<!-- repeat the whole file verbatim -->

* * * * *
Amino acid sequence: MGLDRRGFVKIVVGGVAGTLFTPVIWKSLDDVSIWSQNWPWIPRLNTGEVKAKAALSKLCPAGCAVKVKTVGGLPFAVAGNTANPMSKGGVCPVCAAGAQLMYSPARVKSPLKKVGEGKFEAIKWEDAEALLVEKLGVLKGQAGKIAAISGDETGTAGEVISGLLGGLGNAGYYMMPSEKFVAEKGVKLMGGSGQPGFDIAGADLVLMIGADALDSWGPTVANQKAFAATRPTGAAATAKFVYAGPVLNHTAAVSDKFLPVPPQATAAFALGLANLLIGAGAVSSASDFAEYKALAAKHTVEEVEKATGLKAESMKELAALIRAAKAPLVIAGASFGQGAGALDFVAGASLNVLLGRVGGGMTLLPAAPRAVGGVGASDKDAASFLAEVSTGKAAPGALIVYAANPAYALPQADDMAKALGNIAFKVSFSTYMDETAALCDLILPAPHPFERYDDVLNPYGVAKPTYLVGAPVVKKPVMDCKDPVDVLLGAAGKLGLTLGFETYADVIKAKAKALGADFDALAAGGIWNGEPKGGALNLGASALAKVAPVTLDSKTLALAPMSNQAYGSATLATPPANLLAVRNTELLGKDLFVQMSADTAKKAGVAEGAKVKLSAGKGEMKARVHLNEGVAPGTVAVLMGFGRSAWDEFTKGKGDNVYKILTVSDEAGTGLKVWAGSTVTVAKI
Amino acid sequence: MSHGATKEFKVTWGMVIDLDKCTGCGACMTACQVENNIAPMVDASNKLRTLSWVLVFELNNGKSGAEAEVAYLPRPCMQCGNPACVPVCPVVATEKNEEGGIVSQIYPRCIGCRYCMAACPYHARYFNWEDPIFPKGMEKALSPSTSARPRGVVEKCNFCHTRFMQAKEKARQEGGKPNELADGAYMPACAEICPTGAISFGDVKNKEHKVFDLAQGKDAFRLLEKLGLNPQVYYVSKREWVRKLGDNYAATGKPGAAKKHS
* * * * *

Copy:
Amino acid sequence: MGLDRRGFVKIVVGGVAGTLFTPVIWKSLDDVSIWSQNWPWIPRLNTGEVKAKAALSKLCPAGCAVKVKTVGGLPFAVAGNTANPMSKGGVCPVCAAGAQLMYSPARVKSPLKKVGEGKFEAIKWEDAEALLVEKLGVLKGQAGKIAAISGDETGTAGEVISGLLGGLGNAGYYMMPSEKFVAEKGVKLMGGSGQPGFDIAGADLVLMIGADALDSWGPTVANQKAFAATRPTGAAATAKFVYAGPVLNHTAAVSDKFLPVPPQATAAFALGLANLLIGAGAVSSASDFAEYKALAAKHTVEEVEKATGLKAESMKELAALIRAAKAPLVIAGASFGQGAGALDFVAGASLNVLLGRVGGGMTLLPAAPRAVGGVGASDKDAASFLAEVSTGKAAPGALIVYAANPAYALPQADDMAKALGNIAFKVSFSTYMDETAALCDLILPAPHPFERYDDVLNPYGVAKPTYLVGAPVVKKPVMDCKDPVDVLLGAAGKLGLTLGFETYADVIKAKAKALGADFDALAAGGIWNGEPKGGALNLGASALAKVAPVTLDSKTLALAPMSNQAYGSATLATPPANLLAVRNTELLGKDLFVQMSADTAKKAGVAEGAKVKLSAGKGEMKARVHLNEGVAPGTVAVLMGFGRSAWDEFTKGKGDNVYKILTVSDEAGTGLKVWAGSTVTVAKI
Amino acid sequence: MSHGATKEFKVTWGMVIDLDKCTGCGACMTACQVENNIAPMVDASNKLRTLSWVLVFELNNGKSGAEAEVAYLPRPCMQCGNPACVPVCPVVATEKNEEGGIVSQIYPRCIGCRYCMAACPYHARYFNWEDPIFPKGMEKALSPSTSARPRGVVEKCNFCHTRFMQAKEKARQEGGKPNELADGAYMPACAEICPTGAISFGDVKNKEHKVFDLAQGKDAFRLLEKLGLNPQVYYVSKREWVRKLGDNYAATGKPGAAKKHS